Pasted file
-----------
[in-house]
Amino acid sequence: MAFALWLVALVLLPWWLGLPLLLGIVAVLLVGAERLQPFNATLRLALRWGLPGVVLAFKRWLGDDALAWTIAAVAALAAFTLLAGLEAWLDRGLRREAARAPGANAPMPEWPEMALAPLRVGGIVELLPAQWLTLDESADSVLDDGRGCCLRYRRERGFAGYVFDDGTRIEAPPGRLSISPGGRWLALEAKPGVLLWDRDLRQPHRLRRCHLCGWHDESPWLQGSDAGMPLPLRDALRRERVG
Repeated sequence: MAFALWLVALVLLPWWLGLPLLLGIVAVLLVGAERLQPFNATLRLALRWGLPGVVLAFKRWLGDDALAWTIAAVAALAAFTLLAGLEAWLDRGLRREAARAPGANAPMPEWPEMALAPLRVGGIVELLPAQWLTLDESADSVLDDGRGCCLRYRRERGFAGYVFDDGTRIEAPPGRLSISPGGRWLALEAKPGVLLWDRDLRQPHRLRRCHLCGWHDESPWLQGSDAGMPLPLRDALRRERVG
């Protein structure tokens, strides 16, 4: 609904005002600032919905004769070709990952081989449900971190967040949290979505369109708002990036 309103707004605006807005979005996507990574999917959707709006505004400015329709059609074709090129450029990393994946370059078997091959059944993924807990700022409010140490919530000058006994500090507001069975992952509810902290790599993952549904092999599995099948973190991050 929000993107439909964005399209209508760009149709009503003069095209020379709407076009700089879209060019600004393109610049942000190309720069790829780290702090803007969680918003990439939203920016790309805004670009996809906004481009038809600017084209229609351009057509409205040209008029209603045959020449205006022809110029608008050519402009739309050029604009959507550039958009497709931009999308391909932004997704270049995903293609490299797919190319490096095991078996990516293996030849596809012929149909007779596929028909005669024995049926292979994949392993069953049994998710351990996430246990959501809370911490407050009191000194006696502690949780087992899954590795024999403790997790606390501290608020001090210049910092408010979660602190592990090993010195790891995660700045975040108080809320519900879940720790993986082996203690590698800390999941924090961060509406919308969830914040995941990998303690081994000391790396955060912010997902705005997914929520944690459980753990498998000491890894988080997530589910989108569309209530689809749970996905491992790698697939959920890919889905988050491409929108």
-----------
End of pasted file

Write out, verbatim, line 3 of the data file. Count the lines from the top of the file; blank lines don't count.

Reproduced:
Repeated sequence: MAFALWLVALVLLPWWLGLPLLLGIVAVLLVGAERLQPFNATLRLALRWGLPGVVLAFKRWLGDDALAWTIAAVAALAAFTLLAGLEAWLDRGLRREAARAPGANAPMPEWPEMALAPLRVGGIVELLPAQWLTLDESADSVLDDGRGCCLRYRRERGFAGYVFDDGTRIEAPPGRLSISPGGRWLALEAKPGVLLWDRDLRQPHRLRRCHLCGWHDESPWLQGSDAGMPLPLRDALRRERVG